Bedlam Theatre: The soul of the Fringe

Soon-to-be homeless theater at helm of two festival performances

"I've called Bedlam personally and have assured them that city staff is working on finding a solution," Rybak wrote in an email. "They are a valuable community asset that we very much want to keep."

Bueche clearly wants to make the next stop Bedlam's last for the foreseeable future—which means resisting the temptation to rush into new arrangements.

"For the next two to three years we're envisioning ourselves as a mobile pop-up organization," Bueche says. "We want to take what we learned running this venue and focus it more clearly on the productions. We can open a space for a month or two, with a full infrastructure of food and drink and nightlife activity."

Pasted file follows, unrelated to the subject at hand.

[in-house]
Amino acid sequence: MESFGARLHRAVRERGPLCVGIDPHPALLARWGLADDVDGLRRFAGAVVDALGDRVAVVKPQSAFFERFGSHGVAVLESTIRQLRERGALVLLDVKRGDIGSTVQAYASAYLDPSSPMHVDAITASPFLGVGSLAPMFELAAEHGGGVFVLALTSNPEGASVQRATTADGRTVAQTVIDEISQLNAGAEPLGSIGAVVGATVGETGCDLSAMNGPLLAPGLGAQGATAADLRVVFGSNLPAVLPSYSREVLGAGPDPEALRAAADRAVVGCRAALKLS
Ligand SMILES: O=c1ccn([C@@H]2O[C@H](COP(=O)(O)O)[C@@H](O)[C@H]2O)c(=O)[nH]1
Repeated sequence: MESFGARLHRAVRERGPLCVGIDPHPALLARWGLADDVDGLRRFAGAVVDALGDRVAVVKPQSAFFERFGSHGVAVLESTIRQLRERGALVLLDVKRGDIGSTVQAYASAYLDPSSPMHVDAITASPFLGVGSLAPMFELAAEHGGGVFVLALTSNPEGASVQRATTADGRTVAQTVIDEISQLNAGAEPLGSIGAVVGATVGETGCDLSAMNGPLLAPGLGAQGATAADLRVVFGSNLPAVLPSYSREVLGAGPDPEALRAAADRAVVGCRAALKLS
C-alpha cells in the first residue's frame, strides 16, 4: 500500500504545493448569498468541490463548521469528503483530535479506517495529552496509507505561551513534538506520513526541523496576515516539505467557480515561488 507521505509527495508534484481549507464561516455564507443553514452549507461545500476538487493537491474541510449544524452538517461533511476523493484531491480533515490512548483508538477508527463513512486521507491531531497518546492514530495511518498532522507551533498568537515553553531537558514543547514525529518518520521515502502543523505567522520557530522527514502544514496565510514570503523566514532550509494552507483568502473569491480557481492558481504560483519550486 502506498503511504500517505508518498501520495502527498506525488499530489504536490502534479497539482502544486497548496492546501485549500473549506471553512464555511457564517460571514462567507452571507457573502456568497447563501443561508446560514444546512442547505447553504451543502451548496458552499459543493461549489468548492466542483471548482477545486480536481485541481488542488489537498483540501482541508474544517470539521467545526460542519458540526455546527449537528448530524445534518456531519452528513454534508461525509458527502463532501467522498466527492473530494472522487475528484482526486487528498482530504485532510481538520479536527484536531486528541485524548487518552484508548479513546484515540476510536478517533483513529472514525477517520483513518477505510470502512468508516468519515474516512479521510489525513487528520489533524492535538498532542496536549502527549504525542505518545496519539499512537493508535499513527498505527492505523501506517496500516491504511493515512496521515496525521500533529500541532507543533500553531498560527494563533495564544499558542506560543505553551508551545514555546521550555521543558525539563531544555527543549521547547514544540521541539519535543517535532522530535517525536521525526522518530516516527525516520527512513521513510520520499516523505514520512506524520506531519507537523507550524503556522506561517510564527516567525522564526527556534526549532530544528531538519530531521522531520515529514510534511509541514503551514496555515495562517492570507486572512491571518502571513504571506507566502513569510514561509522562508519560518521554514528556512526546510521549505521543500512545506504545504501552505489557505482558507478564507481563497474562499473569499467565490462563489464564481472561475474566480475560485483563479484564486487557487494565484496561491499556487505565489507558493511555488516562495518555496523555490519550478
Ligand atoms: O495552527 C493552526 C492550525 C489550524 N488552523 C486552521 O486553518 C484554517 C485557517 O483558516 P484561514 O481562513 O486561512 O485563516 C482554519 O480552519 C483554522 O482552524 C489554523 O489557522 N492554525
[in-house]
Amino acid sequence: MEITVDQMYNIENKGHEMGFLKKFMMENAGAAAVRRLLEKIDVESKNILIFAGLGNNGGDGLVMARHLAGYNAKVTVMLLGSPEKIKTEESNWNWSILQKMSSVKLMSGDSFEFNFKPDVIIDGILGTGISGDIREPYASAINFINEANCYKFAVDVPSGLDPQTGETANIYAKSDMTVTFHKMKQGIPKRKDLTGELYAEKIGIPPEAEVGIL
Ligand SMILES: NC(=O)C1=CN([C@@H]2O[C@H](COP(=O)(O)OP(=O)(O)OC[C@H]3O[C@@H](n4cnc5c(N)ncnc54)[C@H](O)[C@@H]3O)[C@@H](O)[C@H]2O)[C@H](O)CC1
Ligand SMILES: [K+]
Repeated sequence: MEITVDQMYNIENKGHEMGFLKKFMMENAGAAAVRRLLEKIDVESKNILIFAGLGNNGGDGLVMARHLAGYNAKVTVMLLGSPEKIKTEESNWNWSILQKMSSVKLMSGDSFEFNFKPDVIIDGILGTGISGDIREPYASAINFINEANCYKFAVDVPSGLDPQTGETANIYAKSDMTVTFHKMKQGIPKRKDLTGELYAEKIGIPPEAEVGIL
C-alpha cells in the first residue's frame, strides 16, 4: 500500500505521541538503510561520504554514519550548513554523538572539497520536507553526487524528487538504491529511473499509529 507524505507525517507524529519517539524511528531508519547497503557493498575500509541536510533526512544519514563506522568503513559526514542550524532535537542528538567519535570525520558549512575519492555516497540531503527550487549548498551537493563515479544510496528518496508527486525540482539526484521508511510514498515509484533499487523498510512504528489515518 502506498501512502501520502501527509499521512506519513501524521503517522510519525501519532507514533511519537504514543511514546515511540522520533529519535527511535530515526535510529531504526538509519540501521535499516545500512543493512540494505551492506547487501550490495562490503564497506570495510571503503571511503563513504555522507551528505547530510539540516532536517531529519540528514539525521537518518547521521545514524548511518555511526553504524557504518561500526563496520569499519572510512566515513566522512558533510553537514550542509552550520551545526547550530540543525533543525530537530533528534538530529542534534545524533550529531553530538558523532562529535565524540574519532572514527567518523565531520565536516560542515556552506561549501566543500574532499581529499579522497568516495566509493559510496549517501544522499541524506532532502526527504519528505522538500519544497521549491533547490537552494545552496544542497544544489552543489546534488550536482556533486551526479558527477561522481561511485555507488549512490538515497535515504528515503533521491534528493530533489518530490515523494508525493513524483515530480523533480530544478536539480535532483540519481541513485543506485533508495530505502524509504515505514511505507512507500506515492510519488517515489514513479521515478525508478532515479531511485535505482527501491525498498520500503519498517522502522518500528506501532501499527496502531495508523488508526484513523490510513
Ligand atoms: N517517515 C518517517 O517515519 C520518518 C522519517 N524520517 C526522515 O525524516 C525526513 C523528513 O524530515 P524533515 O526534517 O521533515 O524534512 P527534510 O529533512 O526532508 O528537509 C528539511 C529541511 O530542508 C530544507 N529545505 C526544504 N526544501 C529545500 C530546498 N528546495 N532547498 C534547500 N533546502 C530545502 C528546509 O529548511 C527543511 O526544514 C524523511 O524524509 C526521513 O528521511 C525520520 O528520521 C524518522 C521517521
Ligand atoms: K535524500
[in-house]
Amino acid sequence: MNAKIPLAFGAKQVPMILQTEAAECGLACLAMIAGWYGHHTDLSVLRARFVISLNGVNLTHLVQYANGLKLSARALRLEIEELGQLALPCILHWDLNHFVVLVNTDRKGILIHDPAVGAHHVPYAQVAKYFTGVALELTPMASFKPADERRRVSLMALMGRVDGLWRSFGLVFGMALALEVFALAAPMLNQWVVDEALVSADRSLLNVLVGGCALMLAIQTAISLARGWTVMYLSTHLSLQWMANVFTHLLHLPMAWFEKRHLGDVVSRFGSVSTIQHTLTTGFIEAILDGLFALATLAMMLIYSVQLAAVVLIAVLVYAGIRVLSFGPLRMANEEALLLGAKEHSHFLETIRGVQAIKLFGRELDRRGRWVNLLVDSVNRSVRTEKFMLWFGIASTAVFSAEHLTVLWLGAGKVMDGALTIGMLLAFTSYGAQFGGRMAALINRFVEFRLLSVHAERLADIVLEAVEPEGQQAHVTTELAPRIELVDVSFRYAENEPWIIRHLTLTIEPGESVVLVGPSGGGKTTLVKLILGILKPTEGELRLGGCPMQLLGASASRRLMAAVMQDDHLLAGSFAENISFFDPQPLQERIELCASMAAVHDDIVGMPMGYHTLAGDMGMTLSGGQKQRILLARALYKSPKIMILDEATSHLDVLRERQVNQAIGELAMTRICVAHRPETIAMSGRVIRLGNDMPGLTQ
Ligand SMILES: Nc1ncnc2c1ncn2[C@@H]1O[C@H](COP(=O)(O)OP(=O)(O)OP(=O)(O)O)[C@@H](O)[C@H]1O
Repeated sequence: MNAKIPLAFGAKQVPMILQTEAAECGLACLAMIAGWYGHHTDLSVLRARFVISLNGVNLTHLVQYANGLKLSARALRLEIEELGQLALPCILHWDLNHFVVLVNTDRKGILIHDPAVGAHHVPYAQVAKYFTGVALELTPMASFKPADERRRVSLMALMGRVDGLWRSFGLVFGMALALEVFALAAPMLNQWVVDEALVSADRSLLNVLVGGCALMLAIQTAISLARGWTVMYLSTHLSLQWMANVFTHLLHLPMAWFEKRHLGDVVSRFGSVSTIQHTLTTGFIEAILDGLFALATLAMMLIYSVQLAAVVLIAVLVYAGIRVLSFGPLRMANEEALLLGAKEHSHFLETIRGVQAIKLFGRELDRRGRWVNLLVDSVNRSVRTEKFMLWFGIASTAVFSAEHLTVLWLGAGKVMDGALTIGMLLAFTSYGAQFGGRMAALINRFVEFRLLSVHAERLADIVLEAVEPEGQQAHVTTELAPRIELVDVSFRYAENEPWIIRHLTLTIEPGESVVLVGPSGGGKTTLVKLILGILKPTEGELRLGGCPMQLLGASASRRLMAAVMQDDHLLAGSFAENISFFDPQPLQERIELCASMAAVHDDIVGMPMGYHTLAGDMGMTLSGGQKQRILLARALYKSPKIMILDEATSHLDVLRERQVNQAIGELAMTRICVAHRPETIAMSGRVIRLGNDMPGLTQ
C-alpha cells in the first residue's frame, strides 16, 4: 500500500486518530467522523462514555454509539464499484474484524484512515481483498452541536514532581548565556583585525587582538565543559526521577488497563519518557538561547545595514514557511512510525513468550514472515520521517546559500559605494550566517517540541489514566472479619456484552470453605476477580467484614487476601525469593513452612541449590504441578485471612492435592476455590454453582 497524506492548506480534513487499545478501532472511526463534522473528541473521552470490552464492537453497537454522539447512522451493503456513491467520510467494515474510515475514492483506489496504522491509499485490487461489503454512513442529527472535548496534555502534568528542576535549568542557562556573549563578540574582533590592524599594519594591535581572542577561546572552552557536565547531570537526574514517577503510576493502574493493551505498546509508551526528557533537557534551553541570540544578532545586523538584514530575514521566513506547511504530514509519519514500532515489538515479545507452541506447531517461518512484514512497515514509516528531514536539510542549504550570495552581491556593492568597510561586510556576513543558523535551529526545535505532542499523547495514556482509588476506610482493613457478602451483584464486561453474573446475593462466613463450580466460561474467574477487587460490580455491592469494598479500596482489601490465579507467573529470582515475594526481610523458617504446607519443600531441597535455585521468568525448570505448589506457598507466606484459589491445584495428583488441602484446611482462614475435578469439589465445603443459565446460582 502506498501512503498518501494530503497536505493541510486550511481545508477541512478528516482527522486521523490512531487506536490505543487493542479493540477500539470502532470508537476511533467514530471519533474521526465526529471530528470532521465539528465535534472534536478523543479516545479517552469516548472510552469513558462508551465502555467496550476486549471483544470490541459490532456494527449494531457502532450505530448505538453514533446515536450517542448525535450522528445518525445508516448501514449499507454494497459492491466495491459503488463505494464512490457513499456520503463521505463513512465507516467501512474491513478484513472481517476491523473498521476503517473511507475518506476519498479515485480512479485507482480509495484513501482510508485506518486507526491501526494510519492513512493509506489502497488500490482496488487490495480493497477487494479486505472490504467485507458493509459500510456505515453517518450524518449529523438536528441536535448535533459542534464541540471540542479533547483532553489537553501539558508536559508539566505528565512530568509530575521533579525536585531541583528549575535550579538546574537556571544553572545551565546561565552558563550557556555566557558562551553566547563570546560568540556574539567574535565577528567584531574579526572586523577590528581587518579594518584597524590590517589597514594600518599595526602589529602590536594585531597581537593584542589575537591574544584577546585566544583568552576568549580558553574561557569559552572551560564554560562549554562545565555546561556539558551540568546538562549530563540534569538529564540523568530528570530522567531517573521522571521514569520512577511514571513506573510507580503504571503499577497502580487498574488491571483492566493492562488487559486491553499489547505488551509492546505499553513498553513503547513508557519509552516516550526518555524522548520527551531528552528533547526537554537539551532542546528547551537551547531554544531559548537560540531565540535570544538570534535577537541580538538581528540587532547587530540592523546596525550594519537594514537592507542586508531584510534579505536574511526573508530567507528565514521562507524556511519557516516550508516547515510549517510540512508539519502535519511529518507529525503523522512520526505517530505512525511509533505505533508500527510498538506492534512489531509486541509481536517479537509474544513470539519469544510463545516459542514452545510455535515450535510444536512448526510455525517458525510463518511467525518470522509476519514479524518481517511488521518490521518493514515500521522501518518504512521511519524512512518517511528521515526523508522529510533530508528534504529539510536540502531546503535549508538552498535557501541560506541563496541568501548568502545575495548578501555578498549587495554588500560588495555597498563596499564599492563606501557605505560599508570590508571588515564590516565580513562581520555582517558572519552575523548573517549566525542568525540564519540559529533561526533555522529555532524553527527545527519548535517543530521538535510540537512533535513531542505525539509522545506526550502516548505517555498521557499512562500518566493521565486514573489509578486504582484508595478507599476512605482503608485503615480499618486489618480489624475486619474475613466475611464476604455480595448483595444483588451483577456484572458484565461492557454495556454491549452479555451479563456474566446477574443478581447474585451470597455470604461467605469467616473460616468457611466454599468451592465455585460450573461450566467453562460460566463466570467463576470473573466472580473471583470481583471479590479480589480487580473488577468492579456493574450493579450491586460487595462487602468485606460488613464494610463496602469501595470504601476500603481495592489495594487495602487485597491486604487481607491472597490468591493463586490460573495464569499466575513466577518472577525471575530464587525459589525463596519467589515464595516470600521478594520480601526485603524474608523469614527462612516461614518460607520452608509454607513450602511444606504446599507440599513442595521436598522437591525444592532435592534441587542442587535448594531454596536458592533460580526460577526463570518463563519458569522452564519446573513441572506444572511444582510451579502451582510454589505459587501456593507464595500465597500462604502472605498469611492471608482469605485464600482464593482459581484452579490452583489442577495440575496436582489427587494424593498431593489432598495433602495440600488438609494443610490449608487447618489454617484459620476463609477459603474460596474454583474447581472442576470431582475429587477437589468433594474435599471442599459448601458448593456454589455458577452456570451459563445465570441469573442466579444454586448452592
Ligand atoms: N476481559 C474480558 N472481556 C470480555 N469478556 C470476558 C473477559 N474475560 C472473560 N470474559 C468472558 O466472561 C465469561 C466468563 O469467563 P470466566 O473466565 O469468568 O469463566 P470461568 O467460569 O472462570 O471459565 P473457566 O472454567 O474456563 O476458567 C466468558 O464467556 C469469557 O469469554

A crew of inmates at the Bedlam Asylum
Nick Vlcek
A crew of inmates at the Bedlam Asylum

It sounds ambitious, but based on what Bedlam has pulled off since 2006, it would be foolish to question what the group can do. For the duration of the 2010 Fringe, Bedlam's work will prove an apt microcosm of the festival's diversity—not to mention the sharpness and drive of a group that belies the madness of its name.

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